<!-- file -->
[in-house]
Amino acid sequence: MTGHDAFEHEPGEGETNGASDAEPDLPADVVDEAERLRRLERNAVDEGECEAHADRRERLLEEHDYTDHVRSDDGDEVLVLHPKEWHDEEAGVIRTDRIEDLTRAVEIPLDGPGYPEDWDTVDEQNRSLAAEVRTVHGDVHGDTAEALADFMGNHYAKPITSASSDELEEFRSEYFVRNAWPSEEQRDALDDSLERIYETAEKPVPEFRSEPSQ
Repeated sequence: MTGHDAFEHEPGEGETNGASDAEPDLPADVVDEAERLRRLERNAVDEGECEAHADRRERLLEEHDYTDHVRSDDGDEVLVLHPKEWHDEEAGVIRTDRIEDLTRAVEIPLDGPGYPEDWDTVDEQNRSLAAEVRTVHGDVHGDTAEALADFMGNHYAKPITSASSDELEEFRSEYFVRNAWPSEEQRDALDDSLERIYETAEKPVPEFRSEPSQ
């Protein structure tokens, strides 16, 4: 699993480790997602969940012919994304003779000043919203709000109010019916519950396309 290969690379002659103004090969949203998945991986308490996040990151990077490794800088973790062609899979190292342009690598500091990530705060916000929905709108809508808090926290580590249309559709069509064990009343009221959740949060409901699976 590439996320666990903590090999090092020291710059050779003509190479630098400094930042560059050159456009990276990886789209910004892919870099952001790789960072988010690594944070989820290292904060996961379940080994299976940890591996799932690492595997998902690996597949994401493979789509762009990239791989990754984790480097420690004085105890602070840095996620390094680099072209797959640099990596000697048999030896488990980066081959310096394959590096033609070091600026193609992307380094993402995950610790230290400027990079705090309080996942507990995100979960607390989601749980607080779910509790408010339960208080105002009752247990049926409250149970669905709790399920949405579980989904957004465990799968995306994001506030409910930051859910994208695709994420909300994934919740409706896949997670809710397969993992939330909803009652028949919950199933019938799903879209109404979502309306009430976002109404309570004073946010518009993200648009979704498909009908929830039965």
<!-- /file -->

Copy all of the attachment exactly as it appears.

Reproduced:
[in-house]
Amino acid sequence: MTGHDAFEHEPGEGETNGASDAEPDLPADVVDEAERLRRLERNAVDEGECEAHADRRERLLEEHDYTDHVRSDDGDEVLVLHPKEWHDEEAGVIRTDRIEDLTRAVEIPLDGPGYPEDWDTVDEQNRSLAAEVRTVHGDVHGDTAEALADFMGNHYAKPITSASSDELEEFRSEYFVRNAWPSEEQRDALDDSLERIYETAEKPVPEFRSEPSQ
Repeated sequence: MTGHDAFEHEPGEGETNGASDAEPDLPADVVDEAERLRRLERNAVDEGECEAHADRRERLLEEHDYTDHVRSDDGDEVLVLHPKEWHDEEAGVIRTDRIEDLTRAVEIPLDGPGYPEDWDTVDEQNRSLAAEVRTVHGDVHGDTAEALADFMGNHYAKPITSASSDELEEFRSEYFVRNAWPSEEQRDALDDSLERIYETAEKPVPEFRSEPSQ
């Protein structure tokens, strides 16, 4: 699993480790997602969940012919994304003779000043919203709000109010019916519950396309 290969690379002659103004090969949203998945991986308490996040990151990077490794800088973790062609899979190292342009690598500091990530705060916000929905709108809508808090926290580590249309559709069509064990009343009221959740949060409901699976 590439996320666990903590090999090092020291710059050779003509190479630098400094930042560059050159456009990276990886789209910004892919870099952001790789960072988010690594944070989820290292904060996961379940080994299976940890591996799932690492595997998902690996597949994401493979789509762009990239791989990754984790480097420690004085105890602070840095996620390094680099072209797959640099990596000697048999030896488990980066081959310096394959590096033609070091600026193609992307380094993402995950610790230290400027990079705090309080996942507990995100979960607390989601749980607080779910509790408010339960208080105002009752247990049926409250149970669905709790399920949405579980989904957004465990799968995306994001506030409910930051859910994208695709994420909300994934919740409706896949997670809710397969993992939330909803009652028949919950199933019938799903879209109404979502309306009430976002109404309570004073946010518009993200648009979704498909009908929830039965």